Saturday, September 11, 2010

KJB spotting

A few years ago, I used to post on spotting citations of the King James Bible in literature. To tell the truth, I don't think that I have ever spotted any other translation in a work of English literature. This could just be me, but I don't think so. The King James Version is by far the most cited and most recognized translation of the Bible in modern English literature.

Here is my most recent find,
Its gonna be okay, I whispered to myself, knowing, as the words trotted through the fain hope in my mind, that I'd uttered the certain jinx formula. The saying, pride goeth ... before a fall ... is condensed from the second collection of the Book of Proverbs, 16:18 - Pride goeth before destruction and a haughty spirit before a fall. It's attributed to Solomon. If he did say it, Solomon was a man who knew horses intimatley well; much better than I did ...
This is from the monumental novel, Shantaram by Gregory David Roberts, page 692, published in 2003 and there are rumours that it was to be made into a movie with Johnny Depp in the lead role. What other translation of the Bible would Depp cite - really ??

Although I fully support modern translations of the Bible, the literary importance of the King James Bible should not be ignored.

4 comments:

Kristen said...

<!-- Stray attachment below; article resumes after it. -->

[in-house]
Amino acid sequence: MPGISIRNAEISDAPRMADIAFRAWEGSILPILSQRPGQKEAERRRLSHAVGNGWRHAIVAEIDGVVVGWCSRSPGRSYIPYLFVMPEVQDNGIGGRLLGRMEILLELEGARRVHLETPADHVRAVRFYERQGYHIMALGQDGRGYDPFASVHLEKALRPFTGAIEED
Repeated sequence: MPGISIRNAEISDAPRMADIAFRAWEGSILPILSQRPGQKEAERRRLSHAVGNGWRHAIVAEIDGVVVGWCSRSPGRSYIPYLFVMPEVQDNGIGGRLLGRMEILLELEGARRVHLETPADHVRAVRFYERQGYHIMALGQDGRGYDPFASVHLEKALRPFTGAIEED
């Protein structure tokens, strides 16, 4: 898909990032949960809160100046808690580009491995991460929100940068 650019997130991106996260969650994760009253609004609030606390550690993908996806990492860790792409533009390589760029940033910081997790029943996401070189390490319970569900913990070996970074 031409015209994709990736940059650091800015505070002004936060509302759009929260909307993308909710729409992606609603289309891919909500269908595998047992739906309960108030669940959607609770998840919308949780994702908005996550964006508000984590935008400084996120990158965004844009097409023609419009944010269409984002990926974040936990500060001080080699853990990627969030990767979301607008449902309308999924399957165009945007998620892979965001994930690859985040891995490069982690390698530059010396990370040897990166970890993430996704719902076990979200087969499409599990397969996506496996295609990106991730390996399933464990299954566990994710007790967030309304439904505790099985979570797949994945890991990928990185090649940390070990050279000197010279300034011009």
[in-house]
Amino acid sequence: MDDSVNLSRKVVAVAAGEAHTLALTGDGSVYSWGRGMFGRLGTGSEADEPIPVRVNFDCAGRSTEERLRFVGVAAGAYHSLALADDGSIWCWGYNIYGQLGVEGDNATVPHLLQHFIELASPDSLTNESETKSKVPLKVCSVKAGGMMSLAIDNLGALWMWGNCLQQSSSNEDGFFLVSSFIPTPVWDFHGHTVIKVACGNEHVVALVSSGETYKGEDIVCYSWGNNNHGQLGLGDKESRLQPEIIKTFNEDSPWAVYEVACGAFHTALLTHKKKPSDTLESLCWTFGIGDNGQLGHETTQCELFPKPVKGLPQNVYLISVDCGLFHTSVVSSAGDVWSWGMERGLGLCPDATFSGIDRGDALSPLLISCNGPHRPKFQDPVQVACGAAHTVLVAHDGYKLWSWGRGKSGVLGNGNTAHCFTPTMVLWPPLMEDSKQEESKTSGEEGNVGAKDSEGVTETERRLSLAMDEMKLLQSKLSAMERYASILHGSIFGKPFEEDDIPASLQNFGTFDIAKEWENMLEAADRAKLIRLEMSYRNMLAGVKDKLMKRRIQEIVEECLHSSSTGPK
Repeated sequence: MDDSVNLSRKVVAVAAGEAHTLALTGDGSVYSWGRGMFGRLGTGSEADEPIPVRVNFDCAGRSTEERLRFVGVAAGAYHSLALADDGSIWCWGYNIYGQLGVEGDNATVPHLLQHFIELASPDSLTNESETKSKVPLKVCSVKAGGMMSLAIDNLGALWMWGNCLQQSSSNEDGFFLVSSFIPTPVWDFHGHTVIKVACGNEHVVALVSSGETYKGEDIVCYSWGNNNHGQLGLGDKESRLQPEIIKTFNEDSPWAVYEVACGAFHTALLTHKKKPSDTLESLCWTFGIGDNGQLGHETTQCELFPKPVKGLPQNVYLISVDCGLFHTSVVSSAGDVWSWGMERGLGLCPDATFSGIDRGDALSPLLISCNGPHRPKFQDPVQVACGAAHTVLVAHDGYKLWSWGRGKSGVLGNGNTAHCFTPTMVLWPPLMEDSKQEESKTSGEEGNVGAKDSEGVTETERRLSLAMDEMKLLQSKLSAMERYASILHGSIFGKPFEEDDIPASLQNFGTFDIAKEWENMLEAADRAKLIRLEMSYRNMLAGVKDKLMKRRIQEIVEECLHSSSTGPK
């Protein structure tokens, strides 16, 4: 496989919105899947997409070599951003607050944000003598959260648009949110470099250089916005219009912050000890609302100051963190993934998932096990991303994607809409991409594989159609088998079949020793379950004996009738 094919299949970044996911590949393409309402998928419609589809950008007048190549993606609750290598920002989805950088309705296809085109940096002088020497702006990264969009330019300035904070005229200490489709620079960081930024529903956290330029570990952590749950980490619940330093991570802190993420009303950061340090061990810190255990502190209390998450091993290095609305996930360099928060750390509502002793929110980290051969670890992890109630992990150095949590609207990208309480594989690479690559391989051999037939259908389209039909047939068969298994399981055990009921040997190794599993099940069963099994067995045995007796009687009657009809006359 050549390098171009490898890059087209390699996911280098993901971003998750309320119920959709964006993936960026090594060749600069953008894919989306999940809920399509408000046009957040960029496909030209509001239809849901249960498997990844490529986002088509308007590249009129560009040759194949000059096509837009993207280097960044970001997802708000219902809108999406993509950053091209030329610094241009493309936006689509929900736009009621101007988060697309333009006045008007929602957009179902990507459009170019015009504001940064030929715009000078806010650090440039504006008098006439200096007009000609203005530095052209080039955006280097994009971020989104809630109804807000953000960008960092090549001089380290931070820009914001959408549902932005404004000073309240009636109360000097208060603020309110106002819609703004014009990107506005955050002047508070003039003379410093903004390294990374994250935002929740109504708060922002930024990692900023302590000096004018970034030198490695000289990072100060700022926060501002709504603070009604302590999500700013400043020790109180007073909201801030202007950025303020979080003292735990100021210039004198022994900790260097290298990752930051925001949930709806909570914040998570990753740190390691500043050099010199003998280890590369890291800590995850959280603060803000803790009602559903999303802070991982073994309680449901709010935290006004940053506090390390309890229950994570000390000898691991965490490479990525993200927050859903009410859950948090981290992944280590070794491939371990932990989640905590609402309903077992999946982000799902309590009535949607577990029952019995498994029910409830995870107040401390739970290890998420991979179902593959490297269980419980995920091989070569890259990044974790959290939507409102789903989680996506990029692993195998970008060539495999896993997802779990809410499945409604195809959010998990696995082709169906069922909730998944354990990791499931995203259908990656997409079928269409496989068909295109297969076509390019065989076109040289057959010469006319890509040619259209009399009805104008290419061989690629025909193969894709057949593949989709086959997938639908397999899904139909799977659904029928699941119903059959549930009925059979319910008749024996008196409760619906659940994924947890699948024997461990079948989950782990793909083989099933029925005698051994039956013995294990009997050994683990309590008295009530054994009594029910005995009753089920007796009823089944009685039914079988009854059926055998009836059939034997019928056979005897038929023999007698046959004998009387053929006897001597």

I use the KJV in my writings that refute Quiverfull and other hyper-fundamentalistic interpretations of Scripture. Many of these people are KJV only-- but it is entirely possible to refute their doctrines using the KJV alone. In many places I find it more accurate than some of the more modern translations-- "usurp authority" rather than "have authority" in 1 Timothy 2:11-15, for instance.

Don said...

The time of the KJV had it own versions of political correctness, so sometimes it can be the best translation out there.

It is also a part of English culture with many memorable phrases.

Muff Potter said...

I love the King James version of the English Bible for its beautiful flow of Elizabethan language, idioms and metaphor. A true work of art that England can be proud of for all time. Italy has Florence, Germany has Beethoven, and we of the Anglo-saxon tradition have the King James Bible.

Mara Reid said...

You are probably talking about older literature.

But I know that modern Christian writers often quote the King James because it is public domain, whereas other translations belong to others and you have to either ask permission or acknowlege somewhere that you are using their translation.